Healthy Eating

Meal planning – one step further

As you’ll recall, we talked about basic meal planning a few weeks ago. That version of meal planning is quick and easy, but still saves you the hassle of having to run to the grocery store at the last minute and helps you make healthier food choices. Now that you’ve had some time to practice, we’re going to take it a step further. Advanced meal planning uses the same principles, but takes a few more considerations into account. Advanced meal plan is a bigger time investment, but your return is going to be less wasted food, which means a lower grocery bill.

Here are the questions you’ll want to ask yourself when you do your advanced meal plan:

  1. What do you currently have in your pantry, fridge and freezer? If you’re running low on anything, you might want to stock up. Or maybe you found a roast hiding in the freezer that will be great this weekend (score!); better pick up the other ingredients you’ll need to make that meal. You might also use the ingredients you already have on hand to help inspire your recipe choices (maybe that half-used package of dried black beans will remind you to try that delicious-looking black bean soup you pinned awhile back).
  2. How long have your current food items been there and when do they need to be used by? If you’ve got something that needs to be used ASAP before it’s past it’s prime, maybe you’ll want to plan a meal that uses it up so you don’t end up having to throw it out.
  3. What do you want to cook? This is the same as you’ve done before. Buy the ingredients you’ll need for meals you decide to make over the coming days.
  4. Will the meals that you plan to cook have any leftovers? This can make a big difference on how many meals you plan to make, especially for a couple or small family (as you will likely have more leftovers). If that lasagna you’re making will last for 3 or 4 meals, that might mean that you’ll want to plan for a couple fewer meals to cook over the week, or you might want to freeze the leftovers to use later. OR…
  5. Can you cook any extra ingredients from these meals to use for another meal? Maybe you’ll make a roast chicken one night. Why not roast 2 chickens (almost no more prep time) and use the second chicken in other meals (soup, enchiladas, quesadillas, etc.). This is called “planned leftovers”. 

What about the actual process of doing the meal planning? This is going to be different for everyone.

I myself am not a paper person (I get tired of endless scraps of paper filling my purse, jacket pockets and car). I also like to maintain a bit of flexibility, so I don’t specify which days I’m going to make which recipes. My system is as follows:

  1. I browse the food I have on hand. I make note of things I’m running low on that I need to buy.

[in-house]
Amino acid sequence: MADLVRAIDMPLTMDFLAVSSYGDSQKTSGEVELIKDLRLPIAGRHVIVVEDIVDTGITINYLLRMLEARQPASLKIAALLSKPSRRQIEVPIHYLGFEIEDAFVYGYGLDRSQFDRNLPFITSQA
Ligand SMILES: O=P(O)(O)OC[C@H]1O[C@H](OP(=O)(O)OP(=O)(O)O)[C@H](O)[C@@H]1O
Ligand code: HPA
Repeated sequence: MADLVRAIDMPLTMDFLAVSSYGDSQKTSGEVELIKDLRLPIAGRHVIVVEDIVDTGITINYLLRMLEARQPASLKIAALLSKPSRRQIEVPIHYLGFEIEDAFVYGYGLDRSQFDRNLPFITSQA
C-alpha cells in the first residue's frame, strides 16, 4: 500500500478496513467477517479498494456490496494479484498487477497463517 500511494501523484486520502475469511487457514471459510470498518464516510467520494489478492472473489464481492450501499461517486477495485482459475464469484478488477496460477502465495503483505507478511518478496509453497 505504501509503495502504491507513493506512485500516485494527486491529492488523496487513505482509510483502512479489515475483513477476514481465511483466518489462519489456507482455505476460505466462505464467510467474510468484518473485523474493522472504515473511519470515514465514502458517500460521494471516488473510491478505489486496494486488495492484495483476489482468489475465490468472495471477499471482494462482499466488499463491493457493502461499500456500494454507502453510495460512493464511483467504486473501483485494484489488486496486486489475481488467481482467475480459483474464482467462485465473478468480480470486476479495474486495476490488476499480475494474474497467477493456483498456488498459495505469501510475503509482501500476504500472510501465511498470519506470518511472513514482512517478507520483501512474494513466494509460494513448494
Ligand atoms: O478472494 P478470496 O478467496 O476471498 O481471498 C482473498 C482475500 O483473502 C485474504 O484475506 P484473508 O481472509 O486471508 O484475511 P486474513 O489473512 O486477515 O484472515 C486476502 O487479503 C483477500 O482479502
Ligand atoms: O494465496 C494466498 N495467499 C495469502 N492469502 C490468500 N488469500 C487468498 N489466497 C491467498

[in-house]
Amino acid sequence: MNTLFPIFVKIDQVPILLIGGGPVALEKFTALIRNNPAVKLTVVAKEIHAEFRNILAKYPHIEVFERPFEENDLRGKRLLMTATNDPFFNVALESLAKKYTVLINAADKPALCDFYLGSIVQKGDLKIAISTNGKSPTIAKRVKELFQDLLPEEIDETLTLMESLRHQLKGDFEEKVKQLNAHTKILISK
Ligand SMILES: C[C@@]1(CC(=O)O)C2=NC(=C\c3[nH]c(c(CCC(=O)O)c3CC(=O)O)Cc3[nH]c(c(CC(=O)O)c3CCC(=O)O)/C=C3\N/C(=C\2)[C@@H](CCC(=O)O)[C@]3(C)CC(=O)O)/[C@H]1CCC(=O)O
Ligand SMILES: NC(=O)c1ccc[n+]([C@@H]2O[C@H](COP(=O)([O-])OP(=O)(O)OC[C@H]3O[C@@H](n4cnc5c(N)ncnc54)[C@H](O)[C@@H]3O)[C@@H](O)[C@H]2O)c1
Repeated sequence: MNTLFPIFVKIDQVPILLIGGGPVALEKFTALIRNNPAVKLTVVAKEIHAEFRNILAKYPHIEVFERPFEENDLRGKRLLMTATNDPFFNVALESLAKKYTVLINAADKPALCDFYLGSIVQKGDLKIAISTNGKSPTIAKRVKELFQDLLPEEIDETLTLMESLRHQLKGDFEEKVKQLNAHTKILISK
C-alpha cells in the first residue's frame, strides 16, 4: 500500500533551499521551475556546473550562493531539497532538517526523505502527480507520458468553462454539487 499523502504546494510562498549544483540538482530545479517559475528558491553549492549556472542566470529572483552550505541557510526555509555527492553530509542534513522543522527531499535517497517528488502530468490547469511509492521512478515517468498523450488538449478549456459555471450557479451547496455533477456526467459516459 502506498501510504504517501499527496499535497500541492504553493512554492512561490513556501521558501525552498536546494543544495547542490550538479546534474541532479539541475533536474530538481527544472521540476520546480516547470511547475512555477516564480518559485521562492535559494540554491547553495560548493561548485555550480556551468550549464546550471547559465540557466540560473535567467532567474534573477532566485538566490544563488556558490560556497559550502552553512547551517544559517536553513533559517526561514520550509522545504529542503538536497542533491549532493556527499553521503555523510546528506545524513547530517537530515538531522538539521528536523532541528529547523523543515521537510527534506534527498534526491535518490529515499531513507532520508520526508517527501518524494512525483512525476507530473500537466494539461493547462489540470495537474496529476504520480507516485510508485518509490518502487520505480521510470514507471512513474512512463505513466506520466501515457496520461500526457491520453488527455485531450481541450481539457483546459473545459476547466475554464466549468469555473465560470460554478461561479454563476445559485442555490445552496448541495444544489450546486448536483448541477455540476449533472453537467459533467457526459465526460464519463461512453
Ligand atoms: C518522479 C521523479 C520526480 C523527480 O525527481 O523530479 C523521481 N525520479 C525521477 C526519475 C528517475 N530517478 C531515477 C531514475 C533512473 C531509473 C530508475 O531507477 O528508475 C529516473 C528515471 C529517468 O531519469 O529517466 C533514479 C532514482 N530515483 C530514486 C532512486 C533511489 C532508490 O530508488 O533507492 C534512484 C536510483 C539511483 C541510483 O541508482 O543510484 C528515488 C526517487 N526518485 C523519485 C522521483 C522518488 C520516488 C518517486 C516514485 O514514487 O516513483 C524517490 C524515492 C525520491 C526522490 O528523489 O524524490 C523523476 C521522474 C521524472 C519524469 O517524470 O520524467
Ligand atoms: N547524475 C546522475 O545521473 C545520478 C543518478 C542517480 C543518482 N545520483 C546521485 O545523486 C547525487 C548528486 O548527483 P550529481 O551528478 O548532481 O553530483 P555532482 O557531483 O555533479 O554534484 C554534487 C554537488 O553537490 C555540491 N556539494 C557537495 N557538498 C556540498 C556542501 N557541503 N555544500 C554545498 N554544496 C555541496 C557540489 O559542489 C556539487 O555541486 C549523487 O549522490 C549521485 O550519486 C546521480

2. I come up with a list of dishes I’m going to make, making sure not to forget side dishes.
  3. I look through my recipes and note all the ingredients I need (this may require a few more looks in the fridge or pantry to double check if I have something or not – it’s never fun to get to the store and think “wait, do I have a can of tomatoes, or did I just use the last can last week?”)
  4. I make my grocery list on a phone app. Specifically, I use Out of Milk on my Android phone. I tried a few other apps, but this is the one that stuck. I like it because it allows you to share the list with others, so Hubby has the ability to add items to the list without having to text or call me (although this we rarely use this feature anyway). It also lets you sort your groceries into categories that you define yourself, in whatever way makes sense for you (I separate mine into areas of the store – produce, dairy, meat, etc.). 

I typically only plan for supper meals. I always have lots of breakfast foods on hand and lunch usually consists of leftovers or something else I pull together from staples. It will likely be more important to plan for lunch if you typically don’t have leftovers or have a number of family members that are packing lunch to work or school.

I know this system won’t work for everyone. Some people may prefer to hand-write a list, and some might want to type it into a computer spreadsheet. I have made up a meal planning and grocery list template that you can print out and use if you wish. Try a few different systems and see what works. It doesn’t matter how you do it, just do it. Trust me, it will pay off!

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    15 Tips to Save Money on Groceries
    February 13, 2014 at 1:49 PM

    […] Plan your meals. If you plan meals based on ingredients you already have or will be buying, there is a greater chance you will use them up before they go bad. […]

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